The sports card industry is heavily reliant not only on being knowledgeable about teams and players in various leagues but also on a collector’s familiarity with the different card grades. For someone who’s looking to sell or trade cards, there’s value in educating yourself with the help of a trusty card grading guide.
However, where to begin? This article will teach you all the basic concepts that go into card grading.
Card Grading Guide: 3 Things You Need to Know
Card Grading Companies
The first thing that you need to learn is that there are several trading card companies in the United States offering their services to hobbyists and sellers. As much as you want to do the grading on your own, there are experts who have mastered the art of card grading and who know the best ways to increase the value of your sports cards.
Some of the most popular card grading companies are Professional Sports Authenticator (PSA), Beckett Grading Services, and Sportscard Guaranty Corporation (SGC). Aside from grading cards, these companies are also expert authenticators of signatures, uniforms, and other official merchandise.
To have your cards graded by any of these third-party grading companies, you need to make a submission, which could cost from less than a hundred dollars up to a few hundred dollars depending on the value of your cards and your preferred turnaround time.
Card Grading Scales
Every card grading company has its own set of grading standards and scales. PSA, for example, grades cards on a 1-10 scale. Beckett also uses a 1-10 scale but also employs sub-grades of .5s. SGC, on the other hand, has a scale of 100, which is then used to determine a card’s grade on the 1-10 scale.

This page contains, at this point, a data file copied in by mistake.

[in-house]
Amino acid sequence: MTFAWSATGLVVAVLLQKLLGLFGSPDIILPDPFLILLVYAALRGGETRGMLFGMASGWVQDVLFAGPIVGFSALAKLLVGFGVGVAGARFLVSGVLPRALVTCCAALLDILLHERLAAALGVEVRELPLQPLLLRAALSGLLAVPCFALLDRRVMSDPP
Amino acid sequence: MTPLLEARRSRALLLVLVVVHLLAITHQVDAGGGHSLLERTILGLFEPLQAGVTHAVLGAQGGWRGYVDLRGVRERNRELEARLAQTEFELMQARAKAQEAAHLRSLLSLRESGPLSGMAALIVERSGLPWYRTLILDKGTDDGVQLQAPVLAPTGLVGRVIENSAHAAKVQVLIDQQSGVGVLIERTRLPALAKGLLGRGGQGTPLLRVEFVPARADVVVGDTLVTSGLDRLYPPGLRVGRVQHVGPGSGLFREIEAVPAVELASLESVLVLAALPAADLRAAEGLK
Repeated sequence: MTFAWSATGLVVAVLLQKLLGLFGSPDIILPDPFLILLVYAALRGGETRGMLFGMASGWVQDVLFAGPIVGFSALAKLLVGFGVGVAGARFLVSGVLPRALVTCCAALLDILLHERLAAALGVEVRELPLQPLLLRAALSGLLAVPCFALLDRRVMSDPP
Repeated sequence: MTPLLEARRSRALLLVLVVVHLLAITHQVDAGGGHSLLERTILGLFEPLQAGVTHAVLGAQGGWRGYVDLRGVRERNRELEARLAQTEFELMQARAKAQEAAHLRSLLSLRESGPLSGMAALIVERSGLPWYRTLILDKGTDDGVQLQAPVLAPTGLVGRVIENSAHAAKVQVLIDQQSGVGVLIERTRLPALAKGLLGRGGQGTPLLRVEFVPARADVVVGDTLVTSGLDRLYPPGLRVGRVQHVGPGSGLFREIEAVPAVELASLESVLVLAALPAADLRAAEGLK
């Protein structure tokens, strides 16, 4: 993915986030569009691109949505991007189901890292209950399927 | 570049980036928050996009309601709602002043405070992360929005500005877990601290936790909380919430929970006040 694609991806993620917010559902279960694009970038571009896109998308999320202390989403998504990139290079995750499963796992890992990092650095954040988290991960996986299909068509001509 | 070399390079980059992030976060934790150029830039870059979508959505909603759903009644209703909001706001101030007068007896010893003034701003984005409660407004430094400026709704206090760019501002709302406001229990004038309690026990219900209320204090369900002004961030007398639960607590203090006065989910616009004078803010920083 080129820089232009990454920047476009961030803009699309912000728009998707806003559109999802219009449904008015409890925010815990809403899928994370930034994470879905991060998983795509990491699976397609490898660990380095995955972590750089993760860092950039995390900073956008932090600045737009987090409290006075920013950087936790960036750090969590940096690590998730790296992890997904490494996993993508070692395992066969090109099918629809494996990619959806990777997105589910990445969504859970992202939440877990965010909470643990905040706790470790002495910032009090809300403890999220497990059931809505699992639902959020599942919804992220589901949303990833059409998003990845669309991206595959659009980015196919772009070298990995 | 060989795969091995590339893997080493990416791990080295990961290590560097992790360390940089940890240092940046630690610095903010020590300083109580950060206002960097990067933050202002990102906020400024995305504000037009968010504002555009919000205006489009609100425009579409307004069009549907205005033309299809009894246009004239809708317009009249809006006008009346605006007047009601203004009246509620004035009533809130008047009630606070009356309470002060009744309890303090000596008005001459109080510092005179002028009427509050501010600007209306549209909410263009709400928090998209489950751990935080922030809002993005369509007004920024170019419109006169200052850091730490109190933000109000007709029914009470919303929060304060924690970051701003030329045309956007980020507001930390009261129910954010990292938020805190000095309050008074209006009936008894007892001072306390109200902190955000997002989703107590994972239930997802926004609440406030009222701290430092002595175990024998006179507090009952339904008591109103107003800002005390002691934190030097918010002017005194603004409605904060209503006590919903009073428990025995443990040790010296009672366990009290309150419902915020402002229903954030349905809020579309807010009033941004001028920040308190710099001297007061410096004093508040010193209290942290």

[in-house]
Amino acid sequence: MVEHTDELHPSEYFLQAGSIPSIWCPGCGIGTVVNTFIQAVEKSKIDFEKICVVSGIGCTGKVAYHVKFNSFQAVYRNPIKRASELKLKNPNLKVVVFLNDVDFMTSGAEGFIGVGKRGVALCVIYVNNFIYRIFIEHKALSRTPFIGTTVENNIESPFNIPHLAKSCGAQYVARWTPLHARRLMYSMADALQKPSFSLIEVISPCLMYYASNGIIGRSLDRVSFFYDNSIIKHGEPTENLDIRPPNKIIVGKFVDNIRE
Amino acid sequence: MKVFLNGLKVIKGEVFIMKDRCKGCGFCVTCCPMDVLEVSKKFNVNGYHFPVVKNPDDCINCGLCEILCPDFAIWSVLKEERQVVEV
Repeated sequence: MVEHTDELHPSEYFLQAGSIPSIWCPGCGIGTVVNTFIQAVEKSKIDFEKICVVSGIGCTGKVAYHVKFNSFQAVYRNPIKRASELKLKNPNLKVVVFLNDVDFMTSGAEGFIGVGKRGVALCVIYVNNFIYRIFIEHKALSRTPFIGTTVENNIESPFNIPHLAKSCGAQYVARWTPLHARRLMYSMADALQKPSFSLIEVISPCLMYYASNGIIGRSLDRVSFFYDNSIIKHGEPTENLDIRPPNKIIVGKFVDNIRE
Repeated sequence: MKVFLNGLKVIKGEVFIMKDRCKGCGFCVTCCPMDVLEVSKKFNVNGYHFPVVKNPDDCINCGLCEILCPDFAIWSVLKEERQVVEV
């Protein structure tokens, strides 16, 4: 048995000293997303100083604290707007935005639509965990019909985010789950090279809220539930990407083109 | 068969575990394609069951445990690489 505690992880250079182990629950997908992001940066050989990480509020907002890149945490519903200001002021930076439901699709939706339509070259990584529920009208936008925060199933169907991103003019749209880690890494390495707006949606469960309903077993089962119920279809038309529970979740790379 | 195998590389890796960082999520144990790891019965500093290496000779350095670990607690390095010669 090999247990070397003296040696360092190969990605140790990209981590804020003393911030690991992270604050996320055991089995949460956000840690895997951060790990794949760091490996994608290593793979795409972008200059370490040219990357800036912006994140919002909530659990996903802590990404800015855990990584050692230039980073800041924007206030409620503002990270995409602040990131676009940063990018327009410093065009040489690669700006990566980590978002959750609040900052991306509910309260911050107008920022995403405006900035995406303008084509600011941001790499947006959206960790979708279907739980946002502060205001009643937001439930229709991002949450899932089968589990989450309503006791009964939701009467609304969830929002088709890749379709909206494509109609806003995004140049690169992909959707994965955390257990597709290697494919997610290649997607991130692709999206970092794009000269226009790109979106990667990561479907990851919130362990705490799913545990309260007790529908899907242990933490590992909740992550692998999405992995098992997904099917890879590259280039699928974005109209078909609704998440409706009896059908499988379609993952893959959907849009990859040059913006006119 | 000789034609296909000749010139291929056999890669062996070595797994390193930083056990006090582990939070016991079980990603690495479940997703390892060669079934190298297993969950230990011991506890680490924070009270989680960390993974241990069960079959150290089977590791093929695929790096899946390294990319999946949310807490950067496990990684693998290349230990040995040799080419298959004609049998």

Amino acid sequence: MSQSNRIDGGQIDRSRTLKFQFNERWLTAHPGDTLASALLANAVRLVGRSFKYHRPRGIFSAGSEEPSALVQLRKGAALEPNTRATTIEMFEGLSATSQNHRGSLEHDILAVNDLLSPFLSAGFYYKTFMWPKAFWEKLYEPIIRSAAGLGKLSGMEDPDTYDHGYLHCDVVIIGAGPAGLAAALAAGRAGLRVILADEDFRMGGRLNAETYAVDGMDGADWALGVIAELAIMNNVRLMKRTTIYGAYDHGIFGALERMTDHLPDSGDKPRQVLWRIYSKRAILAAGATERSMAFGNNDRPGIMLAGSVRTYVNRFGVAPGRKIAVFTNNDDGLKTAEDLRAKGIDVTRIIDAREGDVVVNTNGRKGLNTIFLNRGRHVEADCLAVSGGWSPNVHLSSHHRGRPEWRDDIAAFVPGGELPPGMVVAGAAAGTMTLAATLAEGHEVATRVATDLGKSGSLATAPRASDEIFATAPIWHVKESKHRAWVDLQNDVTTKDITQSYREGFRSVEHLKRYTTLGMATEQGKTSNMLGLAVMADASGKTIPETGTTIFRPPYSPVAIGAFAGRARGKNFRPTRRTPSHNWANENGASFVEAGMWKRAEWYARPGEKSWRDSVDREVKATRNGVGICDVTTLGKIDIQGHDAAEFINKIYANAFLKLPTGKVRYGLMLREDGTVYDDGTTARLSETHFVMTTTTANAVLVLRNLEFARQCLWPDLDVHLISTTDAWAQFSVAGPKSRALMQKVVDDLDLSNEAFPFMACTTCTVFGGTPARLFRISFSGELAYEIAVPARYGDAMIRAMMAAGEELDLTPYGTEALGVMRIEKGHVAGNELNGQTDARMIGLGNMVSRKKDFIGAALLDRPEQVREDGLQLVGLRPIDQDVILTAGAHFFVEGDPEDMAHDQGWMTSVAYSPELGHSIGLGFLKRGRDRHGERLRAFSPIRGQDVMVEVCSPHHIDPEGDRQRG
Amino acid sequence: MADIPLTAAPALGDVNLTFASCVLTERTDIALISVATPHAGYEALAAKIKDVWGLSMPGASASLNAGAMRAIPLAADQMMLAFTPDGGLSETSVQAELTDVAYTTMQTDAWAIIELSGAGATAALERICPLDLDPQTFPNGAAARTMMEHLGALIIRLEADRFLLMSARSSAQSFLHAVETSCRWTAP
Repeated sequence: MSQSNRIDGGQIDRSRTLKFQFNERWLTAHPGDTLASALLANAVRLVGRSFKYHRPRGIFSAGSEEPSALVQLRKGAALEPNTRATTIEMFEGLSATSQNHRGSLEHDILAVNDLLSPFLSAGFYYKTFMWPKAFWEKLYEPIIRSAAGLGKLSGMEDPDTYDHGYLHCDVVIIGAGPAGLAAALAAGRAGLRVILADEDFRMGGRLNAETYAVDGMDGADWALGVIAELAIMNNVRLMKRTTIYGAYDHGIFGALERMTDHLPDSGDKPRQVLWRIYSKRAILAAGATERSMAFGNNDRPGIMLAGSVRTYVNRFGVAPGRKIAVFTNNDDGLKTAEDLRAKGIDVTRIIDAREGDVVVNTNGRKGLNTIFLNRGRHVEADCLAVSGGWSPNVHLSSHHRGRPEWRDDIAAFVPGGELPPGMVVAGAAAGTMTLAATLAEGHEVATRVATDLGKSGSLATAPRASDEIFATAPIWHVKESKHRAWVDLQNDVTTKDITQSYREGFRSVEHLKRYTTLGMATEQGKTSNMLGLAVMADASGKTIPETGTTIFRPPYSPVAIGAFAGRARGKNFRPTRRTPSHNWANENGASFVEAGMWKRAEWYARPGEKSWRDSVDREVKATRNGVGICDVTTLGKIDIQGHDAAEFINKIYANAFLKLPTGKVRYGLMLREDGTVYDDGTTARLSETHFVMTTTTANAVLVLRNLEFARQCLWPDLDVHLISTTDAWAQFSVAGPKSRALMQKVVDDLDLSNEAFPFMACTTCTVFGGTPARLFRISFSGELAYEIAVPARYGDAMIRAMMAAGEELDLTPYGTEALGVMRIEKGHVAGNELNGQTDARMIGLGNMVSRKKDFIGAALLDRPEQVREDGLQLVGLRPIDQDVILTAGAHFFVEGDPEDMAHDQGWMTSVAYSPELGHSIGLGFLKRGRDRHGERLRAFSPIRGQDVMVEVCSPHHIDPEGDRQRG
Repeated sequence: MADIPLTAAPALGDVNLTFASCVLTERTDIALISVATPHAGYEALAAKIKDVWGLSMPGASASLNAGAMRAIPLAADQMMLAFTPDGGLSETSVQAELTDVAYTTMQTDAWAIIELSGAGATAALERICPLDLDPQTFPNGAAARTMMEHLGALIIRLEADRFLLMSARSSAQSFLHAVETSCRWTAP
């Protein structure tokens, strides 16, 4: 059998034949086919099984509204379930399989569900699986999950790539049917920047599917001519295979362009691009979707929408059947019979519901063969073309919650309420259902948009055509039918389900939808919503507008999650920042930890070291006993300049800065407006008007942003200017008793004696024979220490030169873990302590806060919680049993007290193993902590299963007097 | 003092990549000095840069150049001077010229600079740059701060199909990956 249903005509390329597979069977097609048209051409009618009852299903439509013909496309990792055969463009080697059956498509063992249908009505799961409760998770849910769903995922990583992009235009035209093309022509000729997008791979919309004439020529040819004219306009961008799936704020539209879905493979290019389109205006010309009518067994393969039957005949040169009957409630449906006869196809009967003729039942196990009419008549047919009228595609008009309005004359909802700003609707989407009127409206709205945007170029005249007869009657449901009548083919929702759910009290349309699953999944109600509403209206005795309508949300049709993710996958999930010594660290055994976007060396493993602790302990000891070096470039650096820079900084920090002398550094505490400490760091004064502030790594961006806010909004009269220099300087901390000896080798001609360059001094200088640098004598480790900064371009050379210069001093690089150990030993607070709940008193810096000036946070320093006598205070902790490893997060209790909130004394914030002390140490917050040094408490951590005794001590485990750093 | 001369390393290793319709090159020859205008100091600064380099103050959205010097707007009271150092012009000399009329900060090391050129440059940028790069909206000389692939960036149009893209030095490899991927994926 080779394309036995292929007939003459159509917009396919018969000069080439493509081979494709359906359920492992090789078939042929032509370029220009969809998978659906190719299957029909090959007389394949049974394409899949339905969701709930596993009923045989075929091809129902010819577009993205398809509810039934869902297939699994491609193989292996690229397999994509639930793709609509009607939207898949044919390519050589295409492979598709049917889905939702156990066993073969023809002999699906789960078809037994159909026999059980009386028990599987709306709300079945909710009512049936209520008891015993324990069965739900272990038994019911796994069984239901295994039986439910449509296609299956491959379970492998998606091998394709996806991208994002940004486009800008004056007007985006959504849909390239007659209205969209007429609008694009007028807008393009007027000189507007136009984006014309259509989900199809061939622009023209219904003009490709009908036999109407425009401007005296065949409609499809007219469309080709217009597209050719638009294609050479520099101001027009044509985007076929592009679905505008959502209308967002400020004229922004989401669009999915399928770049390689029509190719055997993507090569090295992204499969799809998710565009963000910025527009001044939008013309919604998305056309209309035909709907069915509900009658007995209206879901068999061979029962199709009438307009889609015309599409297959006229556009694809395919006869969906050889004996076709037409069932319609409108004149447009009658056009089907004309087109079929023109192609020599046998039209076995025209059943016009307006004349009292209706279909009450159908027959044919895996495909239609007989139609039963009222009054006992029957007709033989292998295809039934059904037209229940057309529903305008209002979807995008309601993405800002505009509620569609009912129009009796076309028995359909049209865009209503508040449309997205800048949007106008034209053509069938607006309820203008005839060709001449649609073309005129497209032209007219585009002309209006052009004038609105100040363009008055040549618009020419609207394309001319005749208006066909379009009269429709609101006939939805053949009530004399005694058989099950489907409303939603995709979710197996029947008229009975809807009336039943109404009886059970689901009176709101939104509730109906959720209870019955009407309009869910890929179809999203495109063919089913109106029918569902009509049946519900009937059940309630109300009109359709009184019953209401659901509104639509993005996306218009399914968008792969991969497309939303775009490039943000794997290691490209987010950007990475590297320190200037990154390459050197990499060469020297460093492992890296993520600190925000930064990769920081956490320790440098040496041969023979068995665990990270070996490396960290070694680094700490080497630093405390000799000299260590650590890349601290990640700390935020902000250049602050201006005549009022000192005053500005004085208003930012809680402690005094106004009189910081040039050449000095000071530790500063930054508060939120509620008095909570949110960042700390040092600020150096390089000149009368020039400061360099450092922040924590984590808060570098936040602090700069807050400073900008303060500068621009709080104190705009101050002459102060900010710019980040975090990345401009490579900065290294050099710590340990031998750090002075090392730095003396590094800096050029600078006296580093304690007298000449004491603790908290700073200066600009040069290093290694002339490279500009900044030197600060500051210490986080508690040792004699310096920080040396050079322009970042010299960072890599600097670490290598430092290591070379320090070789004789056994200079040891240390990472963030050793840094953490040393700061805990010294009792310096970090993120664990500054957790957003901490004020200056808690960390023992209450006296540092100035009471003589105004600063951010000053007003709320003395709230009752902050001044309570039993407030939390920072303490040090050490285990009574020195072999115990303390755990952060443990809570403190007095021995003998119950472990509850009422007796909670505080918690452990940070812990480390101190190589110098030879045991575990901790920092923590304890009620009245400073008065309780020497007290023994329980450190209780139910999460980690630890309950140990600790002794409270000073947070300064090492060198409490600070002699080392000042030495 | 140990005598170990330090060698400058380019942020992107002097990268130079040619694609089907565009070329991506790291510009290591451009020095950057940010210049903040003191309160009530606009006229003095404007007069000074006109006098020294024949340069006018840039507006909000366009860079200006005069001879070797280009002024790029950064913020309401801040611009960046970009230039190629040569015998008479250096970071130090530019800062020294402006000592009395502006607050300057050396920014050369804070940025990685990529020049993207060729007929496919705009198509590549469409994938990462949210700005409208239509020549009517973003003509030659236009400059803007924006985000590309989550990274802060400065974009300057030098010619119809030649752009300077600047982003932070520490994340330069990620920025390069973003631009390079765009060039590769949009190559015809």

Before a company comes up with a final grade for sports cards, several factors are considered. While these factors may vary depending on the company, the most generic ones are Centering, Corners, Edges, and Surface.
Centering refers to the balance in the sports card, which is determined by checking the width of all borders (left, right, top, and bottom). A card that looks lopsided or whose centering appears off could end up getting a lower card grade.
If anything, the card’s Corners is perhaps the most important part and heavily scrutinized by grading experts. Weak or imperfect corners from the front and back of the card would make it difficult to get a pristine grading. You might get a 9 or 9.5 if you’re really lucky, but at most, it’s likely going to fall within the 8.5 range.
The Edges of a card are of equal importance, especially since there are sports card brands that really have a hard time perfecting the edges of their cards. To get a higher grade, the edges of your cards should be sharp and free of dents and discoloration.
Lastly, a card’s Surface pertains to the condition of the cardboard, which can get a bit trickier for those with a glossy finish. Scratches, creases, or smears are the first few things graders look for when determining a card’s grade.
As with the grading scales, card grading companies also have varying categories for conditions. However, the most basic conditions include Mint, Near Mint, Excellent, Good, Lightly Played, Played, and Poor. Anything in-between usually depends on the half-points in the scale, while a perfect score qualifies as Pristine.
Card grading may be anchored on a predetermined scientific process, but keep in mind that one’s gut feel also plays a role, which helps in managing your expectations. Browse the Blez website to learn more about sports card trading tips and tricks.